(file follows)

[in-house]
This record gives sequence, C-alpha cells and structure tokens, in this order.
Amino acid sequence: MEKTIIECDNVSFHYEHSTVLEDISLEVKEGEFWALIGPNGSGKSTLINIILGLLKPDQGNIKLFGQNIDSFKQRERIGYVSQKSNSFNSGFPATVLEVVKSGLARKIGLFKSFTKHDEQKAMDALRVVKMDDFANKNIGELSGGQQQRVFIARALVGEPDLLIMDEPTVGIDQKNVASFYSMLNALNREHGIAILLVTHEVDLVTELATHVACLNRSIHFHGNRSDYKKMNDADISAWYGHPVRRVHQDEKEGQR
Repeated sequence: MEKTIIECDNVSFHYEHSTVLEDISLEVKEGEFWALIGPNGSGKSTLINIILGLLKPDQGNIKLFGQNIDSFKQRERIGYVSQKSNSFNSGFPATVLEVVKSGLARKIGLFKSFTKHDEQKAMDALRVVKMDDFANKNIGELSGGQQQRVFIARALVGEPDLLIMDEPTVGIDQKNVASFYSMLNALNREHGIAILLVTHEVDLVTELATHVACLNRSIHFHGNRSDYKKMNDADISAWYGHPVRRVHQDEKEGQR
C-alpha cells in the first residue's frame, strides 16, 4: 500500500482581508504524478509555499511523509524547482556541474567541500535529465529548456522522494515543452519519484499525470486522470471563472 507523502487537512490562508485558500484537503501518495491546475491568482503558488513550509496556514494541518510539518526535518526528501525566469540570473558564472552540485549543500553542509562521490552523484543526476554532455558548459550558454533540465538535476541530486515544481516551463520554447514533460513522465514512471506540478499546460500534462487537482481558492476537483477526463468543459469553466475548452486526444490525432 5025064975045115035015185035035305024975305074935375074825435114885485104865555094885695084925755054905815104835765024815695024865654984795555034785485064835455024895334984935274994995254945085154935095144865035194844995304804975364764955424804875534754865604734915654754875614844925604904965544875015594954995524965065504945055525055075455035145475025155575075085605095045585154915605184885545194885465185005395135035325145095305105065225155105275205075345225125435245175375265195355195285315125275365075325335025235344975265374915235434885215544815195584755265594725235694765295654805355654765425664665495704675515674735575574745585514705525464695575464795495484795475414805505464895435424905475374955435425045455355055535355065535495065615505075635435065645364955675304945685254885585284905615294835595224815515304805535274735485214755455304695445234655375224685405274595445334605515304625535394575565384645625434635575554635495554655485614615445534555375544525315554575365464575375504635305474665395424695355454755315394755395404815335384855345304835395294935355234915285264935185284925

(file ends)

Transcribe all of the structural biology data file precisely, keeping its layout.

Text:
[in-house]
This record gives sequence, C-alpha cells and structure tokens, in this order.
Amino acid sequence: MEKTIIECDNVSFHYEHSTVLEDISLEVKEGEFWALIGPNGSGKSTLINIILGLLKPDQGNIKLFGQNIDSFKQRERIGYVSQKSNSFNSGFPATVLEVVKSGLARKIGLFKSFTKHDEQKAMDALRVVKMDDFANKNIGELSGGQQQRVFIARALVGEPDLLIMDEPTVGIDQKNVASFYSMLNALNREHGIAILLVTHEVDLVTELATHVACLNRSIHFHGNRSDYKKMNDADISAWYGHPVRRVHQDEKEGQR
Repeated sequence: MEKTIIECDNVSFHYEHSTVLEDISLEVKEGEFWALIGPNGSGKSTLINIILGLLKPDQGNIKLFGQNIDSFKQRERIGYVSQKSNSFNSGFPATVLEVVKSGLARKIGLFKSFTKHDEQKAMDALRVVKMDDFANKNIGELSGGQQQRVFIARALVGEPDLLIMDEPTVGIDQKNVASFYSMLNALNREHGIAILLVTHEVDLVTELATHVACLNRSIHFHGNRSDYKKMNDADISAWYGHPVRRVHQDEKEGQR
C-alpha cells in the first residue's frame, strides 16, 4: 500500500482581508504524478509555499511523509524547482556541474567541500535529465529548456522522494515543452519519484499525470486522470471563472 507523502487537512490562508485558500484537503501518495491546475491568482503558488513550509496556514494541518510539518526535518526528501525566469540570473558564472552540485549543500553542509562521490552523484543526476554532455558548459550558454533540465538535476541530486515544481516551463520554447514533460513522465514512471506540478499546460500534462487537482481558492476537483477526463468543459469553466475548452486526444490525432 5025064975045115035015185035035305024975305074935375074825435114885485104865555094885695084925755054905815104835765024815695024865654984795555034785485064835455024895334984935274994995254945085154935095144865035194844995304804975364764955424804875534754865604734915654754875614844925604904965544875015594954995524965065504945055525055075455035145475025155575075085605095045585154915605184885545194885465185005395135035325145095305105065225155105275205075345225125435245175375265195355195285315125275365075325335025235344975265374915235434885215544815195584755265594725235694765295654805355654765425664665495704675515674735575574745585514705525464695575464795495484795475414805505464895435424905475374955435425045455355055535355065535495065615505075635435065645364955675304945685254885585284905615294835595224815515304805535274735485214755455304695445234655375224685405274595445334605515304625535394575565384645625434635575554635495554655485614615445534555375544525315554575365464575375504635305474665395424695355454755315394755395404815335384855345304835395294935355234915285264935185284925